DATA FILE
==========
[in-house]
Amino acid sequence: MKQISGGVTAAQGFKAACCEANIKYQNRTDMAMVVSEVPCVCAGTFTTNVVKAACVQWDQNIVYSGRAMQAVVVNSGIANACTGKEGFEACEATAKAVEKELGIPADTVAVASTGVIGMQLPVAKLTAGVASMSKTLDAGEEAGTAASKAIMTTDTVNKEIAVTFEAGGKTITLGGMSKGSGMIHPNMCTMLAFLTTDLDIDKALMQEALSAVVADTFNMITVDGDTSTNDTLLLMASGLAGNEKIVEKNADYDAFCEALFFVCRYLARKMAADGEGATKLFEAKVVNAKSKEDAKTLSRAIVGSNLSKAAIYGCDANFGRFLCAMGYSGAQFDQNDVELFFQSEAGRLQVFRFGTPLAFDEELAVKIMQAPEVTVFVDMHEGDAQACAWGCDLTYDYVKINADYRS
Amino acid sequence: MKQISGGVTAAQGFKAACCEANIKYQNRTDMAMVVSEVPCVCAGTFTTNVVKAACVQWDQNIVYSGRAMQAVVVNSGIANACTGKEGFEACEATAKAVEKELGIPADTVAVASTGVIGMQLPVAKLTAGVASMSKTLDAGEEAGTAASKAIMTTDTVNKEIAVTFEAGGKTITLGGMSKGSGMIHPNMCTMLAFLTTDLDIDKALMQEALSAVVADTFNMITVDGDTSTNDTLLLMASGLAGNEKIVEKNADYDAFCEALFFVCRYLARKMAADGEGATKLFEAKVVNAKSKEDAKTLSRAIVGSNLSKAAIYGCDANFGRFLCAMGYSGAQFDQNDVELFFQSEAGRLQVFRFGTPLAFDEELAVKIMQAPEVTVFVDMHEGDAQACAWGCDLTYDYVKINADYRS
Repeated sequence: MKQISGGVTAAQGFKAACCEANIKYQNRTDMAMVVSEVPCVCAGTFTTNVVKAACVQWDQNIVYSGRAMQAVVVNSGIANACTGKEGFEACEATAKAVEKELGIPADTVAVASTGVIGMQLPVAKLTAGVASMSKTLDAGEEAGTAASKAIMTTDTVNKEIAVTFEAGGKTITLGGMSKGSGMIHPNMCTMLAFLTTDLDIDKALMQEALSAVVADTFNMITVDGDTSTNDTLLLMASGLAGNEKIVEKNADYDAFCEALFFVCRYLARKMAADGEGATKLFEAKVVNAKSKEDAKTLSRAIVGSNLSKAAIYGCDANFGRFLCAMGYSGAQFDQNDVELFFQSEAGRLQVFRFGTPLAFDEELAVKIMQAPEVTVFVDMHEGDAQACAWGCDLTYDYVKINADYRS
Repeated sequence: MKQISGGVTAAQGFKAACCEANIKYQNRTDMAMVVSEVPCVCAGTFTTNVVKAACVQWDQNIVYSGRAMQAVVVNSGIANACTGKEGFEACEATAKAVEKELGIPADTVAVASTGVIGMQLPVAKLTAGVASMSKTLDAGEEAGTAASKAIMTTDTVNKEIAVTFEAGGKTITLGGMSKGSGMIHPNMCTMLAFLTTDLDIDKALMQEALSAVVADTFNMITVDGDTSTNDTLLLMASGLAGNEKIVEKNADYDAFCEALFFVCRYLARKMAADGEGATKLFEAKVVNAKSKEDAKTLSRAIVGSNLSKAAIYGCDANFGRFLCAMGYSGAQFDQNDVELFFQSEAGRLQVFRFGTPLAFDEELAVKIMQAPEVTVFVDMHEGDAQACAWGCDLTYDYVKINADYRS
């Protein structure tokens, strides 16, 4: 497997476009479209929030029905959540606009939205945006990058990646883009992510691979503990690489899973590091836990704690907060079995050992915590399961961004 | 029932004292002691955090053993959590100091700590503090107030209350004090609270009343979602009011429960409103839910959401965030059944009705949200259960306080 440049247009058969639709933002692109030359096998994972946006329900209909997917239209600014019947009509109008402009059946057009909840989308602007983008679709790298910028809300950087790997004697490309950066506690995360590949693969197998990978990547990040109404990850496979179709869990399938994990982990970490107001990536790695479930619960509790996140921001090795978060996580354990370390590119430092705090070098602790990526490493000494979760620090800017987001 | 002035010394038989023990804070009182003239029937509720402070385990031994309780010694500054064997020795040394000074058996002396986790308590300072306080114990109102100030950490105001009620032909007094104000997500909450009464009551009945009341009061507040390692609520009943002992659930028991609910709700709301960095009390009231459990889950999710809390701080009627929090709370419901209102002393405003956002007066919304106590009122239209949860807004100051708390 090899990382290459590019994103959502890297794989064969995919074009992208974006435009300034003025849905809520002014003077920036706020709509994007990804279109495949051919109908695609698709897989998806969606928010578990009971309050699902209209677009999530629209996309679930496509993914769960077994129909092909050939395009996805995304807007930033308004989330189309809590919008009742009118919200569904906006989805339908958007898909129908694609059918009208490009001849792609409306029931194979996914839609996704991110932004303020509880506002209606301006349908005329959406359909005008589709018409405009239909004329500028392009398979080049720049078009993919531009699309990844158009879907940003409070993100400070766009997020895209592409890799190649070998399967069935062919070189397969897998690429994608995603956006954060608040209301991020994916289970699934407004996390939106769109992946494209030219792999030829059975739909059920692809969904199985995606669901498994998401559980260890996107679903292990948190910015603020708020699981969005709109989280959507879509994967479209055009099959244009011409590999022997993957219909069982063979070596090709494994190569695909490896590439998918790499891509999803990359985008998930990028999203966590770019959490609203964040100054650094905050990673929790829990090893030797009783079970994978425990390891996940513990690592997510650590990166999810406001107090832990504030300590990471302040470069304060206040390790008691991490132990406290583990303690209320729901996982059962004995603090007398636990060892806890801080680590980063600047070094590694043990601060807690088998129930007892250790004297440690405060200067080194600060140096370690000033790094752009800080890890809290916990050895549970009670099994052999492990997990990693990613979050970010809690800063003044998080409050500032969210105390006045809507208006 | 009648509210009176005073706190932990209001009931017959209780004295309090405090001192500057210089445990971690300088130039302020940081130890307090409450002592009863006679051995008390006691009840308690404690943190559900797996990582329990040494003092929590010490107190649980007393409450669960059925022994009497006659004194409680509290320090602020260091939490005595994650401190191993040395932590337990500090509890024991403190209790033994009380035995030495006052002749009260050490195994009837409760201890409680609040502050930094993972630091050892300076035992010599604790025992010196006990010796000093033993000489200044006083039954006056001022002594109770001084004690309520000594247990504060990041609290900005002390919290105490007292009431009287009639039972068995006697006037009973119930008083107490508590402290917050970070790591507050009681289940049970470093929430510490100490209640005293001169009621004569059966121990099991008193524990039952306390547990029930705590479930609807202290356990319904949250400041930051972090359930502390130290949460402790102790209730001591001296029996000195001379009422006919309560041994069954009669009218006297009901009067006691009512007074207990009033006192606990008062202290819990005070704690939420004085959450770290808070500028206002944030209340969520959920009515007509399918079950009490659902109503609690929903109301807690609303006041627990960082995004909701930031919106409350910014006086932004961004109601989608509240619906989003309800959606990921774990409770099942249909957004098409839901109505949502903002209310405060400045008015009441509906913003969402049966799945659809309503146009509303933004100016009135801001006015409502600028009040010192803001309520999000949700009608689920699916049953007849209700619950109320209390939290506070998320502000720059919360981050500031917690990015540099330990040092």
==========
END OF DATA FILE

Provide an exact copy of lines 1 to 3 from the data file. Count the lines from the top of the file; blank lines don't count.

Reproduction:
[in-house]
Amino acid sequence: MKQISGGVTAAQGFKAACCEANIKYQNRTDMAMVVSEVPCVCAGTFTTNVVKAACVQWDQNIVYSGRAMQAVVVNSGIANACTGKEGFEACEATAKAVEKELGIPADTVAVASTGVIGMQLPVAKLTAGVASMSKTLDAGEEAGTAASKAIMTTDTVNKEIAVTFEAGGKTITLGGMSKGSGMIHPNMCTMLAFLTTDLDIDKALMQEALSAVVADTFNMITVDGDTSTNDTLLLMASGLAGNEKIVEKNADYDAFCEALFFVCRYLARKMAADGEGATKLFEAKVVNAKSKEDAKTLSRAIVGSNLSKAAIYGCDANFGRFLCAMGYSGAQFDQNDVELFFQSEAGRLQVFRFGTPLAFDEELAVKIMQAPEVTVFVDMHEGDAQACAWGCDLTYDYVKINADYRS
Amino acid sequence: MKQISGGVTAAQGFKAACCEANIKYQNRTDMAMVVSEVPCVCAGTFTTNVVKAACVQWDQNIVYSGRAMQAVVVNSGIANACTGKEGFEACEATAKAVEKELGIPADTVAVASTGVIGMQLPVAKLTAGVASMSKTLDAGEEAGTAASKAIMTTDTVNKEIAVTFEAGGKTITLGGMSKGSGMIHPNMCTMLAFLTTDLDIDKALMQEALSAVVADTFNMITVDGDTSTNDTLLLMASGLAGNEKIVEKNADYDAFCEALFFVCRYLARKMAADGEGATKLFEAKVVNAKSKEDAKTLSRAIVGSNLSKAAIYGCDANFGRFLCAMGYSGAQFDQNDVELFFQSEAGRLQVFRFGTPLAFDEELAVKIMQAPEVTVFVDMHEGDAQACAWGCDLTYDYVKINADYRS